LeMond proves to be champion teammate for leader Kvalsvoll

May 17, 1991|By Sandra McKee

WINCHESTER, Va. -- Not everyone can afford a $1.7 million servant, but that's what Atle Kvalsvoll has in the Tour Du Pont, as his illustrious teammate Greg LeMond plays the role of "domestique" to Kvalsvoll, the team leader.

"Greg is helping me a lot," Kvalsvoll said of his high-paid teammate, who is a three-time winner of the Tour de France. "He has a lot of experience. He knows good tactics. When a rider takes off from the peloton [pack], he knows what to do to take them in again."

In the early stages of this 1,100-mile race, the leadership of the "Z" team was open. If LeMond broke on top, Kvalsvoll would work for him. If Kvalsvoll broke on top, it was up to LeMond to do the hard work.

When Kvalsvoll took the leader's yellow jersey in Stage 6 on the exhausting Wintergreen Mountain climb Tuesday, LeMond's job profile was set.

"This is what happens in cycling," said LeMond, who worked at the front to keep the pace up for Kvalsvoll at the foot of Wintergreen and worked at the head of the pack again yesterday to make sure no one broke away. "People don't understand this is a team sport and it has to work that way for someone to win.

"Last year, Atle was a super domestique for me in the Tour de France. Now I'm giving -- I'm giving a lot."

And LeMond leaves no doubt he expects a payback.

"I'm counting on him to give back at the Tour [de France]," LeMond said. "Being in the shape I'm in here, I should be in really good shape by July."

The role set up for "Z" riders is to have Gilbert Duclos-Lassalle, Robert Forest, Johan Lammerts and Francios Lemarchand do the early work controlling the pack. Then LeMond and Jerome Simon go to the front to prevent any dangerous riders from breaking away near the end.

"I am very comfortable in the pack," Kvalsvoll said. "I am in good rTC hands. I think, with the way Greg is working for me, it will be easy for me to help him in France."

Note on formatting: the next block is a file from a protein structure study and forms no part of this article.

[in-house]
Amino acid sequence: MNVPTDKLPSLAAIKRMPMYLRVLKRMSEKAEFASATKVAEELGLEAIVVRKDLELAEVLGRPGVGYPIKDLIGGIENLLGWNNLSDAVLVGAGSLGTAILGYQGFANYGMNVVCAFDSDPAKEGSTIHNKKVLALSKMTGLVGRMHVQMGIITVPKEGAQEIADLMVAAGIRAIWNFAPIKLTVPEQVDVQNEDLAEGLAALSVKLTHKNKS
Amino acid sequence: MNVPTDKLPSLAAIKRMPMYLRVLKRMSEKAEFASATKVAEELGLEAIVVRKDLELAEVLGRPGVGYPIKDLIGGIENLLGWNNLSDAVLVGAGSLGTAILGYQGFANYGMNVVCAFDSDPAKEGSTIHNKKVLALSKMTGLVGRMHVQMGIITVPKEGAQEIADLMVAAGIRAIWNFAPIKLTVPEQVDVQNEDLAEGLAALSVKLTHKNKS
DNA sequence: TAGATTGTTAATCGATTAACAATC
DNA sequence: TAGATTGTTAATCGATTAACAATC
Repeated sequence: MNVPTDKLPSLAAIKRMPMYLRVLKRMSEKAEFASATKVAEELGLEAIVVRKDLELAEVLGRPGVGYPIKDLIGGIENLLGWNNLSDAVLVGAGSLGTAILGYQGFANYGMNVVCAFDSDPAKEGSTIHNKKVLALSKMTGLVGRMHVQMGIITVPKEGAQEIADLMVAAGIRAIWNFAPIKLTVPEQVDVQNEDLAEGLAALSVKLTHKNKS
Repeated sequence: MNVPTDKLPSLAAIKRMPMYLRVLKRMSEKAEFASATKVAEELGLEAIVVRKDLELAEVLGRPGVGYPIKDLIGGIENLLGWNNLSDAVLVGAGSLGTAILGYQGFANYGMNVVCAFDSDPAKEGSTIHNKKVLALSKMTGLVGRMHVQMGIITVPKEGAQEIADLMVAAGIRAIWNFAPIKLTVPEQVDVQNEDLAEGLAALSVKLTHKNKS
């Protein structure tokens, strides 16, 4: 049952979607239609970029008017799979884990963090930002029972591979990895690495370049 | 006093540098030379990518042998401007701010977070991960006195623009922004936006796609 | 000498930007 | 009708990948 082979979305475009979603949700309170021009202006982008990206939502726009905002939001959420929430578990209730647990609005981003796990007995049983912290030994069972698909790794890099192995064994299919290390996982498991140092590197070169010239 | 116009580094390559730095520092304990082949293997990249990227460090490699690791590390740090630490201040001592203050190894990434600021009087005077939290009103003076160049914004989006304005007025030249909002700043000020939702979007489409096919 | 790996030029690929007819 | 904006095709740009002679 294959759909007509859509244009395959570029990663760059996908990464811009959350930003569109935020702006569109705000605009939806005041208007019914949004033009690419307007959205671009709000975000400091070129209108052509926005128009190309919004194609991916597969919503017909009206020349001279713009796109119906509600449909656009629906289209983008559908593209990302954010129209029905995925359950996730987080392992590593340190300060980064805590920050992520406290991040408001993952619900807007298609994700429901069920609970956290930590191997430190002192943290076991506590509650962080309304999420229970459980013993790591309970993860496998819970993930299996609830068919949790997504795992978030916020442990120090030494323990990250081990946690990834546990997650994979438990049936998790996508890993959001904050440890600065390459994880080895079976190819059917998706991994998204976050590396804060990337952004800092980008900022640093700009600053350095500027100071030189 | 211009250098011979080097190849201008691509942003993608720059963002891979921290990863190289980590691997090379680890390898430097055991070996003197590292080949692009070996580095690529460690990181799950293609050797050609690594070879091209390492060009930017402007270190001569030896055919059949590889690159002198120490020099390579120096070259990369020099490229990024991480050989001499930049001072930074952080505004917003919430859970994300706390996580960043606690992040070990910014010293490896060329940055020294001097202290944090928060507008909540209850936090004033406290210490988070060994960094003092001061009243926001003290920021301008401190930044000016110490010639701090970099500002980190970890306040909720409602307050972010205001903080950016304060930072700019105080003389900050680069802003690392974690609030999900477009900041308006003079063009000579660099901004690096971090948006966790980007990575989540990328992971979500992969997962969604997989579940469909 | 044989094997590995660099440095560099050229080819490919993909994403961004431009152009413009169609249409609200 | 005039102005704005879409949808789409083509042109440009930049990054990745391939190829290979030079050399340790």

Yesterday, on the longest stage ride in U.S. cycling history, 170 miles, Rolf Aldag of Helvetia won the sprint to the finish line, with Greg Oravetz of Coors Light and Sean Kelly of PDM on his heels.

Kvalsvoll, meanwhile, after sitting comfortably behind LeMond and Simon all day long, came home in the same time, 8:21:09, in 24th place.

"It was a slow race and a good race for me," Kvalsvoll said of the march across the Blue Ridge Mountains from Hot Springs, Va., to Winchester. "I'm feeling very strong. I just relaxed all day. For me, it was a good run, because I'm still the leader."

He is the overall leader by 48 seconds over PDM's Erik Breukink, the man who was named the favorite coming into this race nine days ago.

And although Breukink is aware of the strength of Kvalsvoll's "Z" team, he is not counting himself out over the race's last three days.

"I feel better every day," Breukink said. "Atle has 48 seconds and it is pretty much. It is obvious he is in a better position, but I am going to try."

Breukink, who came in 25th yesterday, said everyone was afraid to attack in yesterday's long stage.

"No one knew if they would have enough left for the long ride," he said. "Now we have the ride to Harrisburg [today] and then Saturday I think we have the stage that could change the standings."

That stage is a 120-mile circuit race through the Pocono Mountains tomorrow. Sunday, the Tour comes to an end in Wilmington, Del., with a 16.1-mile time trial.

"The Poconos could be a hard test," said LeMond. "It could be dangerous for us. If things get going fast, it could be hard to control the race."

LeMond said that at this point he doesn't see Kvalsvoll expanding his lead today or tomorrow.

"If that's true, then it will probably come down to the time trial and that's where Breukink has an advantage," said LeMond. "But I would like Atle to hold on and win. It would make me feel good. It would make all my work here even more worthwhile."

Breukink believes he has a chance in the trials.

"Yes, an advantage," he said. "But Atle will have to be a little bit off and I have to be super. Forty-eight seconds is a lot."

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